Thursday, January 20, 2011

Generous Justice

Tim Keller's latest book is another gem.  Well worth reading. Here is the chapter headings and a few quotes that stuck out.  Also a link to a great interview he did on the book:

Chapter One - What is Doing Justice?
Chapter Two - Justice and the Old Testament
Chapter Three - What Did Jesus Say About Justice?
Chapter Four - Justice and Your Neighbor
Chapter Five - Why Should We Do Justice?
Chapter Six - How Should We Do Justice?
Chapter Seven - Doing Justice in the Public Square
Chapter Eight - Peace, Beauty, and Justice

"The three causes of poverty, according to the Bible, are oppression, calamity and personal moral failure. Having surveyed the Bible on these texts numerous times, I have concluded that the emphasis is usually on the larger structural factors (p38)."

"In Christ we receive grace, unmerited favor. Nevertheless, in the mind of the Old Testament prophets as well as the teaching of Jesus, an encounter with grace inevitably leads to a life of justice (p49)."

"My experience as a pastor has been that those who are middle-class in spirit tend to be indifferent to the poor, but people who come to grasp the gospel of grace and become spiritually poor find their hearts gravitating toward the materially poor.  To the degree that the gospel shapes your self-image, you will identify with those in need.  You will see their tattered clothes and think:  "All my righteousness is a filthy rag, but in Christ we can be clothed in his robes of righteousness."  When you come upon those who are economically poor, you cannot say to them, "Pull yourself up by your bootstraps!" because you certainly did not do that spiritually.  Jesus intervened for you.  And you cannot say, "I won't help you because you got yourself into this mess," since God came to earth, moved into your spiritually poor neighborhood, as it were, and helped you even though your spiritual problems were your own fault.  In other words, when Christians who understand the gospel see a poor person, they realize they are looking into a mirror.  Their hearts must go out to him or her without an ounce of superiority or indifference. (102-103)."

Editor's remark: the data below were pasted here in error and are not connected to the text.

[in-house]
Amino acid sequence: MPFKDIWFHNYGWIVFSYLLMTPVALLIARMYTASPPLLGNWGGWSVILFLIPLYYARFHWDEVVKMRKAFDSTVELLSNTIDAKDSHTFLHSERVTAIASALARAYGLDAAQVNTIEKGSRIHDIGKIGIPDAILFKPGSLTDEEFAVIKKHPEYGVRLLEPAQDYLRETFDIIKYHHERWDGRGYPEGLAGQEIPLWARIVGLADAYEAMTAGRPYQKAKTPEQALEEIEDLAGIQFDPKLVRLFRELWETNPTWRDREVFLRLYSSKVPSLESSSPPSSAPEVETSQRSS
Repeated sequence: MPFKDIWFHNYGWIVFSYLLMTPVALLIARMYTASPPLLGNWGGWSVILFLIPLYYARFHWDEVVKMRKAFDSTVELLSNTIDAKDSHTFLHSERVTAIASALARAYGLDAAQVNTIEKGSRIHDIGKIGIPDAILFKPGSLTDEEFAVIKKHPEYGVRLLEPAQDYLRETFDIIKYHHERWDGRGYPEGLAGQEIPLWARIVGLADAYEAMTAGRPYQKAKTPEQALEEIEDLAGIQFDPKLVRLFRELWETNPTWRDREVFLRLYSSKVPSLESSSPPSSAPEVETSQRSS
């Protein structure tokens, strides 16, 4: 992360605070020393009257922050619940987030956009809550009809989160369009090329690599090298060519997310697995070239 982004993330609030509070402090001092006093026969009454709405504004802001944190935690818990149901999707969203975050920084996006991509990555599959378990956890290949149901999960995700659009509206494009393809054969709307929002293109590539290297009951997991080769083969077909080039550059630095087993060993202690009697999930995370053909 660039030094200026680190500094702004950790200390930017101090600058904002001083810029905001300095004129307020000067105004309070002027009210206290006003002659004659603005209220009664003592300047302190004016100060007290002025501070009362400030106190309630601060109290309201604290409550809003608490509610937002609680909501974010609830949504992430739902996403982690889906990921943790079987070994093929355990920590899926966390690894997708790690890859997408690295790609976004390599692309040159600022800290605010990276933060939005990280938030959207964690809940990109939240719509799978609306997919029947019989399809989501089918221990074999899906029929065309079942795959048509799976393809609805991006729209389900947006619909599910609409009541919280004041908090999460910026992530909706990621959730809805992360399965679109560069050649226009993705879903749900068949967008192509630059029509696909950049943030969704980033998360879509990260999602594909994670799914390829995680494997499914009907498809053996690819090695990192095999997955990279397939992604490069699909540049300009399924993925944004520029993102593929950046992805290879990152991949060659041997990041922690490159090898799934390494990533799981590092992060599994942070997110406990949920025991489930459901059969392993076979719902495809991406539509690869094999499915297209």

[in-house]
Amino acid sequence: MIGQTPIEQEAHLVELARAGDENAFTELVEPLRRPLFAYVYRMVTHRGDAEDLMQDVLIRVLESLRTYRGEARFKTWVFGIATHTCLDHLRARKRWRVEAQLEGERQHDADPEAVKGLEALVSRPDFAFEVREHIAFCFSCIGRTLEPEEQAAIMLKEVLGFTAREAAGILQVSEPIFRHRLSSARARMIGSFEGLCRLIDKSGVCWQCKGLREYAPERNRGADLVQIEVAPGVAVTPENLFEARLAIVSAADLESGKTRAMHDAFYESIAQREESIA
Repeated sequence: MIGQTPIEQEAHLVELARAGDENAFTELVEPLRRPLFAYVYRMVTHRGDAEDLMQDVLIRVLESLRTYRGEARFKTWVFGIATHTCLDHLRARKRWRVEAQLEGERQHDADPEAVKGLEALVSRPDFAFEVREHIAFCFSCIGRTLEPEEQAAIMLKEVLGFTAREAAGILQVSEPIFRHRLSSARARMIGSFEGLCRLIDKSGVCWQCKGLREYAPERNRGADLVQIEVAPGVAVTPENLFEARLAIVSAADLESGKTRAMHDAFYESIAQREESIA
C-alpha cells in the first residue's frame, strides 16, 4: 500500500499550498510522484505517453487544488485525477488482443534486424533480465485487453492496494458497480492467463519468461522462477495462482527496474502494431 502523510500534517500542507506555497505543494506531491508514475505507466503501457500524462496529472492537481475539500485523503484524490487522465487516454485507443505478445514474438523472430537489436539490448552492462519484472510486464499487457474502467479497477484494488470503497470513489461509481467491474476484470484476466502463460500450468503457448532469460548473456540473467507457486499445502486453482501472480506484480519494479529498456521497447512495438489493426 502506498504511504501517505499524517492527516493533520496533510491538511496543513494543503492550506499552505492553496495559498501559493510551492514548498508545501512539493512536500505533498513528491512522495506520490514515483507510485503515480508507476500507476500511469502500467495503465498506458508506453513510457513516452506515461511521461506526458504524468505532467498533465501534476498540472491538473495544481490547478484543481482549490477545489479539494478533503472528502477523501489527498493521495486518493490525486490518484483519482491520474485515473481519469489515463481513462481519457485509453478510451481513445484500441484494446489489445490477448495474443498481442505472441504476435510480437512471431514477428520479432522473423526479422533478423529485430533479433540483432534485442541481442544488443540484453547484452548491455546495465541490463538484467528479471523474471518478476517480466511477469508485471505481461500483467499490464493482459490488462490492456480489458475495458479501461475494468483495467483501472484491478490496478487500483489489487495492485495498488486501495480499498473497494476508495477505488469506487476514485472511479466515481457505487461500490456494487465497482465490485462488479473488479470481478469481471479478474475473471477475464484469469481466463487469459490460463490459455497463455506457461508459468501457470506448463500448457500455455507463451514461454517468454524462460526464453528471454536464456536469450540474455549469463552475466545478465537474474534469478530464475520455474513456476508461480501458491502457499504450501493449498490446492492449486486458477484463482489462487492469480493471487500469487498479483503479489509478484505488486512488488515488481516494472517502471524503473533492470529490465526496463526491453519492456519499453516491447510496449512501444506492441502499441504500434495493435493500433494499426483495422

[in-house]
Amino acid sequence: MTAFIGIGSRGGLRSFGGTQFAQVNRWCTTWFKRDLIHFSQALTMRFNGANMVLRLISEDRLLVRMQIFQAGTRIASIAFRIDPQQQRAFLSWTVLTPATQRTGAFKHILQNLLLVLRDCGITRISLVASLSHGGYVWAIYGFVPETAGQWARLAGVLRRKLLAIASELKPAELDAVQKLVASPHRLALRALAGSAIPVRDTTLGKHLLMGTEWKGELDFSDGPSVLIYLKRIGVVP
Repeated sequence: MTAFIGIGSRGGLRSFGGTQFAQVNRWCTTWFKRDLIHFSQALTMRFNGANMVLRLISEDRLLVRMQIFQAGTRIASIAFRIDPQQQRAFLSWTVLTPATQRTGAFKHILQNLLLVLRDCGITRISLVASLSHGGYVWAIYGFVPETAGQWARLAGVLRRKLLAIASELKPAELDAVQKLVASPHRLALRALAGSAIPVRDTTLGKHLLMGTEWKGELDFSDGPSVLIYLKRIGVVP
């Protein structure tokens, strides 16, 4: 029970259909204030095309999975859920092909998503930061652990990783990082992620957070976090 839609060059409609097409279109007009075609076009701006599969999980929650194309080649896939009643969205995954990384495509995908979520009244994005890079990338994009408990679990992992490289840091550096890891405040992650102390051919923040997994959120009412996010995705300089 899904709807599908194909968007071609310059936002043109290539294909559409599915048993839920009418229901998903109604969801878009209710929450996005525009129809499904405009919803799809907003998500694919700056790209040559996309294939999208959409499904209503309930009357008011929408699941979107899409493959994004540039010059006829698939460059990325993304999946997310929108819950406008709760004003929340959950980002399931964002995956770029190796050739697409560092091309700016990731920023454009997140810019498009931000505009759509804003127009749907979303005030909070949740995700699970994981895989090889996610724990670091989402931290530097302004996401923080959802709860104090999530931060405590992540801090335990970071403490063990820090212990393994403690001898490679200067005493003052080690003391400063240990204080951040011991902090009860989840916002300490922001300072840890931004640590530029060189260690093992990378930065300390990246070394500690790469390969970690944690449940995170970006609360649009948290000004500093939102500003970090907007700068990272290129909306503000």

“A life poured out in doing justice for the poor is the inevitable sign of any real, true gospel faith” (p. 189)

"I urge my readers to discern the balance I am seeking to strike. If we confuse evangelism and social justice we lose what is the single most unique service that Christians can offer the world. Others, alongside believers, can feed the hungry. But Christians have the gospel of Jesus by which men and women can be born again into the certain hope of eternal life. No one else can make such an invitation. However, many Christians who care intensely about evangelism see the work of doing justice as a distraction for Christians that detracts from the mission of evangelism. That is also a grave error. (141)"

Link to Interview:

1 comment:

  1. Looks like an awesome book. Will be getting it soon. thanks for the heads up.